Northern Ireland's nuclear war bunker to be saved
Campaigners hope site will get historical protection
Northern Ireland's planned war room in the event of a nuclear attack is set to be preserved for posterity.
It may seem less than ordinary from the outside, but as the UK braced itself for an atomic bomb at the height of the Cold War, the eyes of the world could have been on this humble-looking brick building.
The Regional Government War Room, in the Malone area of south Belfast, is one of 13 such buildings dotted across the UK which were designed in 1952-53 by the Working Party on Civil Defence War Rooms, and constructed to be able to remain standing after a nuclear attack.
Thankfully this was never put to the test, but the single storey building with 1.5m thick concrete walls at Mount Eden Park, was in use until the mid-1960s.
These days it is simply used for storage, but it is set to receive historical protection.
Belfast City Council's Planning Committee will consider during a meeting next Tuesday a proposal to give the war room B1 listing, a status which is retained for "special buildings of more local importance or good examples of some period of style. Some degree of alteration or imperfection may be acceptable".
Historian and author Dr David Hume, from Ballycarry, has welcomed the move towards listing, adding that Cold War era buildings are often forgotten about.
"This is a very significant historical building and it is impressive that it has remained fairly intact in terms of its original design over the years. It certainly deserves protection and if it were to be listed, this would enhance its status and ensure it is protected for the future," he said.
"Often buildings are on our doorsteps or passed by every day and most people remain oblivious to the history which they convey.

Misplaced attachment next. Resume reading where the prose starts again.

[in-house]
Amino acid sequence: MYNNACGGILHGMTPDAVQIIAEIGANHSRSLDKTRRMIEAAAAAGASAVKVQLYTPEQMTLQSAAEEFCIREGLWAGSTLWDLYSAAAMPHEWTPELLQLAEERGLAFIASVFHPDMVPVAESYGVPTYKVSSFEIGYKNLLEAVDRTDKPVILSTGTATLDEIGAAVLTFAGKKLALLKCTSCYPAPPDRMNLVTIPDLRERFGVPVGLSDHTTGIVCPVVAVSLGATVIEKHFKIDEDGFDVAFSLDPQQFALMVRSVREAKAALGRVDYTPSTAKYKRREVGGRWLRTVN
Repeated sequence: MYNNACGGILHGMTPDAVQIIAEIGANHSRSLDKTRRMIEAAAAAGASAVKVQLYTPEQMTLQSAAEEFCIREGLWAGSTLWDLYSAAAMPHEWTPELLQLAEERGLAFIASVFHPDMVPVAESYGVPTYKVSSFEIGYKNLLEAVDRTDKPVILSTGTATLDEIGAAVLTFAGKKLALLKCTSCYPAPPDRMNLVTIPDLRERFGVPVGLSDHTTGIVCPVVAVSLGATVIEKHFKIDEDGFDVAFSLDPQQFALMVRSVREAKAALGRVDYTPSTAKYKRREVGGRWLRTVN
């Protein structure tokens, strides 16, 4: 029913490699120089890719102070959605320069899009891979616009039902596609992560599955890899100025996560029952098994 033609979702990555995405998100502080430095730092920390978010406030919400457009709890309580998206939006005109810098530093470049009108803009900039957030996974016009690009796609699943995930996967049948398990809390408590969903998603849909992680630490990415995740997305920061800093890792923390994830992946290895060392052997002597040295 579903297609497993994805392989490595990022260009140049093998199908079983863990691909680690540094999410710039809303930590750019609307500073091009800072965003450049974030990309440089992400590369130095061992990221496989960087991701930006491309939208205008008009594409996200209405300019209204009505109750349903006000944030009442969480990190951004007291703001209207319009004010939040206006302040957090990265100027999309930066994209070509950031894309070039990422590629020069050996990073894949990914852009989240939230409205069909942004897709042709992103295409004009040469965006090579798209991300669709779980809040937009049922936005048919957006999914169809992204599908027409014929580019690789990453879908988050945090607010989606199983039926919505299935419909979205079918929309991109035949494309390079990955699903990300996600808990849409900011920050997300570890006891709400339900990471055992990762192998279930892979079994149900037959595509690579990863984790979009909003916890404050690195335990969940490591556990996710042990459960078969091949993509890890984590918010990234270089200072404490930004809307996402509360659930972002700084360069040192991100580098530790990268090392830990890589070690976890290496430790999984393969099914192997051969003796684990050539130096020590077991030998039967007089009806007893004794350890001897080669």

"Many look back to the Second World War, particularly at this time of year, but the era of the Cold War is often forgotten and it is a major historical period which does not deserve to be neglected. The world emerged from the Second World War but found itself in a new situation, with communism and capitalism locking horns and a very tense diplomatic situation which included the period of the Berlin Air Lift, the Korean War and the Cuban Missile Crisis.
"Thankfully, the Cold War did not develop into the conflict that planners had feared but structures such as this one are a reminder that serious consideration and planning went into trying to ensure that in a conflict, governmental structures would survive. Whether this was a realistic view in the face of a nuclear war, of course, remains ponderable."
Deputy Lord Lieutenant for Co Antrim and historian Liam Kelly added: "This building is a part of the history that everybody can share. It is important that in years to come people can see what life was like in a particular era. It is very important that it is retained for future generations."